Earlier this year, the team at LegalVision gave us some helpful tips on the legal basics of starting a new business.
Over the coming weeks, we’ll look at legal matters that can arise for a new business once it’s up and running.
Here, Lachlan McKnight, chief executive of LegalVision, looks at funding options.
Raising capital for a start-up can be difficult, particularly in the current economic environment. Many entrepreneurs are forced to resort to bootstrapping due to a lack of funding. This can lead to stunted growth and missed opportunities. This article sets out some options to consider when you’re looking to raise capital.
What do you need it for?
There are two threshold issues to consider before you raise capital:
- what do you need it for?
- what type of investor are you looking for?
Start-ups raise capital for many reasons, either during the launch phase (to help them start it) or while they’re operating. For example, do you need capital to fund initial expenditures such as salaries and marketing costs before your business starts generating revenue or do you need it to acquire inventory, increase your marketing budget or take on more staff as the start-up grows.
The type of capital you can raise will depend on the phase you’re in. If you’re an early stage start-up you will need to give away equity (generally through common stock or a convertible note) in order to raise the required capital. An established start-up with significant revenue flows will possibly be able to raise debt (and thus avoid giving away equity), although a series B or C equity investment is also often used.
What type of investor are you looking for?
You can raise capital from a range of sources, including existing shareholders, friends and family, professional or sophisticated investors, angel investors, venture capitalists and of course banks.
Once you’ve decided on the type of investor that you are looking for you should make a list of possible targets and speak to people who may be able to assist you in approaching these targets.
What are the options?
You can finance a start-up from any of the following, although the options available will of course depend on your size, revenues, profitability and the type of assets your start-up owns:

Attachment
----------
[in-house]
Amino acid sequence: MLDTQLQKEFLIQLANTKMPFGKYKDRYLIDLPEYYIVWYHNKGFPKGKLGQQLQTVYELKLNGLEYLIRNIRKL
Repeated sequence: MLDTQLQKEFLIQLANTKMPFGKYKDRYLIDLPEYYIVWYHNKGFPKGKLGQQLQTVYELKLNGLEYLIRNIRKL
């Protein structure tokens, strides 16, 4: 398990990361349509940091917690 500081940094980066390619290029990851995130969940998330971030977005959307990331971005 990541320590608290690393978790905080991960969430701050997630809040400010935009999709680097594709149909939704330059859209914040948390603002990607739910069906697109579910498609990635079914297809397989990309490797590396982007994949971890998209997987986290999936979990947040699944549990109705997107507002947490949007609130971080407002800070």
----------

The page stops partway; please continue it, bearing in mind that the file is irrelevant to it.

1. Yourself – the first port of call when looking to raise capital should be yourself. If you believe in your business it makes sense for you to have skin in the game – it also means you’ll be giving away less equity!
2. Borrow – draw down on the equity you have in any property you own, max out your credit cards and try to organise personal loans to give you some cash. Again, this type of borrowing will decrease the amount of equity you’ll have to give away, but make sure you don’t place yourself in a financially unviable position.
3. Family and friends – these people may not require a business plan, revenues and growth to invest. They know you and believe in what you do, so they will invest in your idea and trust you to make it work.
4. Sweat equity – bring new people on board who have the skills your business requires to make it successful. Rather than paying these people a salary, which your business probably cannot afford to do, you can agree that they will work for free in exchange for a stake in the business. This should incentivise them, the harder they work the more likely that the business will be successful and they will share in that success.
5. Angel investors and venture capital (VC) – wealthy individuals (i.e. angel investors) and venture capital firms invest in start-ups that have potentially high rates of return in return for a stake in the business. They may have the skills to assist you in helping your business succeed or make a passive investment, trusting you to make your business succeed.
6. Government grants and programs – there are a range of government grants and funding programs available to small business. Generally, such grants and funding programs are subject to qualification criteria.
Raising capital is a necessary step for many businesses. You should carefully consider the various sources of capital to work out what suits your business. If you do choose to bring on outside investors, make sure that your shareholders’ agreement is drafted in a way which protects you and your shareholding. Don’t lose control of your business because of poorly drafted legal documentation!